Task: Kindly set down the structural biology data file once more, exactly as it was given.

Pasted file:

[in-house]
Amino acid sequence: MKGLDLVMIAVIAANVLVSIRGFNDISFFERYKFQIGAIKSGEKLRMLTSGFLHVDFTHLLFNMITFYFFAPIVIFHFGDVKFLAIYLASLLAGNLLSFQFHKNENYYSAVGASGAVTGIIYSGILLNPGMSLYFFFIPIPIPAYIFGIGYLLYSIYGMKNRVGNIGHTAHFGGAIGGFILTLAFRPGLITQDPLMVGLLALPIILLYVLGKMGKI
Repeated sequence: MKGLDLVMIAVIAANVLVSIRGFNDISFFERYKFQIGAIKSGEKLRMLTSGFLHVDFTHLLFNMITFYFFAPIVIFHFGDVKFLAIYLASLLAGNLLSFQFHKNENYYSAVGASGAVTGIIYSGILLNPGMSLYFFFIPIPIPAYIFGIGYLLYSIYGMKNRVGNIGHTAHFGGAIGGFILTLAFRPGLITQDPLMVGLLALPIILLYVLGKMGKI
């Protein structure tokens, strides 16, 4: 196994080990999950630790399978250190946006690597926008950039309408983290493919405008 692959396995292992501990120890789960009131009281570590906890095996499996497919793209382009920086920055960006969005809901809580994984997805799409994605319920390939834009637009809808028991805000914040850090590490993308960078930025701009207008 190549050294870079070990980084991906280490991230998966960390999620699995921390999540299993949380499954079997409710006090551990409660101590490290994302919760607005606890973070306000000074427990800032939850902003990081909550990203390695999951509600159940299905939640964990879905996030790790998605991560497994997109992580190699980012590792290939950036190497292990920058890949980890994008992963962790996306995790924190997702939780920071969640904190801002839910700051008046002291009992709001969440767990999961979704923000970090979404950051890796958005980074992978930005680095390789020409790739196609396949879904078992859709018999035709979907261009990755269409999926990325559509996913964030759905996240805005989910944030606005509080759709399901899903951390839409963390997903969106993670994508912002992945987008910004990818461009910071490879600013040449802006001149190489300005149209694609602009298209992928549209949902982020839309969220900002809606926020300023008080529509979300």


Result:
[in-house]
Amino acid sequence: MKGLDLVMIAVIAANVLVSIRGFNDISFFERYKFQIGAIKSGEKLRMLTSGFLHVDFTHLLFNMITFYFFAPIVIFHFGDVKFLAIYLASLLAGNLLSFQFHKNENYYSAVGASGAVTGIIYSGILLNPGMSLYFFFIPIPIPAYIFGIGYLLYSIYGMKNRVGNIGHTAHFGGAIGGFILTLAFRPGLITQDPLMVGLLALPIILLYVLGKMGKI
Repeated sequence: MKGLDLVMIAVIAANVLVSIRGFNDISFFERYKFQIGAIKSGEKLRMLTSGFLHVDFTHLLFNMITFYFFAPIVIFHFGDVKFLAIYLASLLAGNLLSFQFHKNENYYSAVGASGAVTGIIYSGILLNPGMSLYFFFIPIPIPAYIFGIGYLLYSIYGMKNRVGNIGHTAHFGGAIGGFILTLAFRPGLITQDPLMVGLLALPIILLYVLGKMGKI
């Protein structure tokens, strides 16, 4: 196994080990999950630790399978250190946006690597926008950039309408983290493919405008 692959396995292992501990120890789960009131009281570590906890095996499996497919793209382009920086920055960006969005809901809580994984997805799409994605319920390939834009637009809808028991805000914040850090590490993308960078930025701009207008 190549050294870079070990980084991906280490991230998966960390999620699995921390999540299993949380499954079997409710006090551990409660101590490290994302919760607005606890973070306000000074427990800032939850902003990081909550990203390695999951509600159940299905939640964990879905996030790790998605991560497994997109992580190699980012590792290939950036190497292990920058890949980890994008992963962790996306995790924190997702939780920071969640904190801002839910700051008046002291009992709001969440767990999961979704923000970090979404950051890796958005980074992978930005680095390789020409790739196609396949879904078992859709018999035709979907261009990755269409999926990325559509996913964030759905996240805005989910944030606005509080759709399901899903951390839409963390997903969106993670994508912002992945987008910004990818461009910071490879600013040449802006001149190489300005149209694609602009298209992928549209949902982020839309969220900002809606926020300023008080529509979300």